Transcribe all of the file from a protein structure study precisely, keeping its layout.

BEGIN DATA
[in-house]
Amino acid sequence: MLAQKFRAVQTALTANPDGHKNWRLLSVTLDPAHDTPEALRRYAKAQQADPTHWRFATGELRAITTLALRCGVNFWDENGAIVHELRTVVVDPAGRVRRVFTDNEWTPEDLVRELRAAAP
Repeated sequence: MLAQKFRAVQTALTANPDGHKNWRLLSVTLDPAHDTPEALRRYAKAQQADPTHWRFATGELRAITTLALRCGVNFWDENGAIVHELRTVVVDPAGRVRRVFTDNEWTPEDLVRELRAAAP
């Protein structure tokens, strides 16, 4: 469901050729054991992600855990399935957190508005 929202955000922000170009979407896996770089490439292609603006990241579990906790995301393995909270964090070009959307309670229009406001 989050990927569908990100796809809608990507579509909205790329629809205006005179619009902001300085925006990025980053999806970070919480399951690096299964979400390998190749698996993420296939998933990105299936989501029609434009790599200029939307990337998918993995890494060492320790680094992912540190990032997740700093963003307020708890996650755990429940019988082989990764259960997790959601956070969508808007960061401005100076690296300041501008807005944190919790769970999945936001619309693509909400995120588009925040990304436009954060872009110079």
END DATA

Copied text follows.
[in-house]
Amino acid sequence: MLAQKFRAVQTALTANPDGHKNWRLLSVTLDPAHDTPEALRRYAKAQQADPTHWRFATGELRAITTLALRCGVNFWDENGAIVHELRTVVVDPAGRVRRVFTDNEWTPEDLVRELRAAAP
Repeated sequence: MLAQKFRAVQTALTANPDGHKNWRLLSVTLDPAHDTPEALRRYAKAQQADPTHWRFATGELRAITTLALRCGVNFWDENGAIVHELRTVVVDPAGRVRRVFTDNEWTPEDLVRELRAAAP
């Protein structure tokens, strides 16, 4: 469901050729054991992600855990399935957190508005 929202955000922000170009979407896996770089490439292609603006990241579990906790995301393995909270964090070009959307309670229009406001 989050990927569908990100796809809608990507579509909205790329629809205006005179619009902001300085925006990025980053999806970070919480399951690096299964979400390998190749698996993420296939998933990105299936989501029609434009790599200029939307990337998918993995890494060492320790680094992912540190990032997740700093963003307020708890996650755990429940019988082989990764259960997790959601956070969508808007960061401005100076690296300041501008807005944190919790769970999945936001619309693509909400995120588009925040990304436009954060872009110079």